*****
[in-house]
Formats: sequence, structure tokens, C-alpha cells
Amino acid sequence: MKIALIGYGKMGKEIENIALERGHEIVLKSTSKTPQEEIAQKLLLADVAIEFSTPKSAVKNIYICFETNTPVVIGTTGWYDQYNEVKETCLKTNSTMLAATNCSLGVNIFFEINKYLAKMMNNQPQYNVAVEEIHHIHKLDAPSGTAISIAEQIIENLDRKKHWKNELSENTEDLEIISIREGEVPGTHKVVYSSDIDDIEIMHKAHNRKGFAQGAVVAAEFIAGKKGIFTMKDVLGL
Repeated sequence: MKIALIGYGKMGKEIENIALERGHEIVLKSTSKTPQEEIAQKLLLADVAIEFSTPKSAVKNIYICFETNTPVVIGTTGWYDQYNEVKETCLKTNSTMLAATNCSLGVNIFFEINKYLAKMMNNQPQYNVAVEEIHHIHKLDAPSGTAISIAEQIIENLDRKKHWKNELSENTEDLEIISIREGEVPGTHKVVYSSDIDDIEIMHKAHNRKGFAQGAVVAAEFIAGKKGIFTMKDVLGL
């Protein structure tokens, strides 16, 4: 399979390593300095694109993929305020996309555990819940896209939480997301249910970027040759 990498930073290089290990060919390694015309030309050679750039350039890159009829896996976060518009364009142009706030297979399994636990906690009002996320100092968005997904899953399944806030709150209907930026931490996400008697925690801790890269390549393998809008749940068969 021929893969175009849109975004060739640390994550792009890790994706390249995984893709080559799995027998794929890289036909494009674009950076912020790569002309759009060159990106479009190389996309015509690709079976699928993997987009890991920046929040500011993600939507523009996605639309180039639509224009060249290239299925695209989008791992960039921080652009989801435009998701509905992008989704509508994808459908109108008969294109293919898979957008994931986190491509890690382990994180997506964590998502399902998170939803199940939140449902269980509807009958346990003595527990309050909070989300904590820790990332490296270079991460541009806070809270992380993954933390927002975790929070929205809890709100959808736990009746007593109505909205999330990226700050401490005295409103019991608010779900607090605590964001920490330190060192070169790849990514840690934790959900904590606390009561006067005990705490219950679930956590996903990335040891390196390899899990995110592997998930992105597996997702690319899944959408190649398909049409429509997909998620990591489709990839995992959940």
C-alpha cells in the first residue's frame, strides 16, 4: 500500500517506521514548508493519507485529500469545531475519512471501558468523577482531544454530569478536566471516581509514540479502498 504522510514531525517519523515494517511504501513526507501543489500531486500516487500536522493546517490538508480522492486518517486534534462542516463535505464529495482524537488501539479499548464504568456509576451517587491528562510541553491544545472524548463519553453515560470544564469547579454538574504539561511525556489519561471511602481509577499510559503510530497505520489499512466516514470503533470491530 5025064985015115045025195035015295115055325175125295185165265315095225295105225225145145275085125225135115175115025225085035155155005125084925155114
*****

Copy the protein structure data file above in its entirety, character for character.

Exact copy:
[in-house]
Formats: sequence, structure tokens, C-alpha cells
Amino acid sequence: MKIALIGYGKMGKEIENIALERGHEIVLKSTSKTPQEEIAQKLLLADVAIEFSTPKSAVKNIYICFETNTPVVIGTTGWYDQYNEVKETCLKTNSTMLAATNCSLGVNIFFEINKYLAKMMNNQPQYNVAVEEIHHIHKLDAPSGTAISIAEQIIENLDRKKHWKNELSENTEDLEIISIREGEVPGTHKVVYSSDIDDIEIMHKAHNRKGFAQGAVVAAEFIAGKKGIFTMKDVLGL
Repeated sequence: MKIALIGYGKMGKEIENIALERGHEIVLKSTSKTPQEEIAQKLLLADVAIEFSTPKSAVKNIYICFETNTPVVIGTTGWYDQYNEVKETCLKTNSTMLAATNCSLGVNIFFEINKYLAKMMNNQPQYNVAVEEIHHIHKLDAPSGTAISIAEQIIENLDRKKHWKNELSENTEDLEIISIREGEVPGTHKVVYSSDIDDIEIMHKAHNRKGFAQGAVVAAEFIAGKKGIFTMKDVLGL
């Protein structure tokens, strides 16, 4: 399979390593300095694109993929305020996309555990819940896209939480997301249910970027040759 990498930073290089290990060919390694015309030309050679750039350039890159009829896996976060518009364009142009706030297979399994636990906690009002996320100092968005997904899953399944806030709150209907930026931490996400008697925690801790890269390549393998809008749940068969 021929893969175009849109975004060739640390994550792009890790994706390249995984893709080559799995027998794929890289036909494009674009950076912020790569002309759009060159990106479009190389996309015509690709079976699928993997987009890991920046929040500011993600939507523009996605639309180039639509224009060249290239299925695209989008791992960039921080652009989801435009998701509905992008989704509508994808459908109108008969294109293919898979957008994931986190491509890690382990994180997506964590998502399902998170939803199940939140449902269980509807009958346990003595527990309050909070989300904590820790990332490296270079991460541009806070809270992380993954933390927002975790929070929205809890709100959808736990009746007593109505909205999330990226700050401490005295409103019991608010779900607090605590964001920490330190060192070169790849990514840690934790959900904590606390009561006067005990705490219950679930956590996903990335040891390196390899899990995110592997998930992105597996997702690319899944959408190649398909049409429509997909998620990591489709990839995992959940």
C-alpha cells in the first residue's frame, strides 16, 4: 500500500517506521514548508493519507485529500469545531475519512471501558468523577482531544454530569478536566471516581509514540479502498 504522510514531525517519523515494517511504501513526507501543489500531486500516487500536522493546517490538508480522492486518517486534534462542516463535505464529495482524537488501539479499548464504568456509576451517587491528562510541553491544545472524548463519553453515560470544564469547579454538574504539561511525556489519561471511602481509577499510559503510530497505520489499512466516514470503533470491530 5025064985015115045025195035015295115055325175125295185165265315095225295105225225145145275085125225135115175115025225085035155155005125084925155114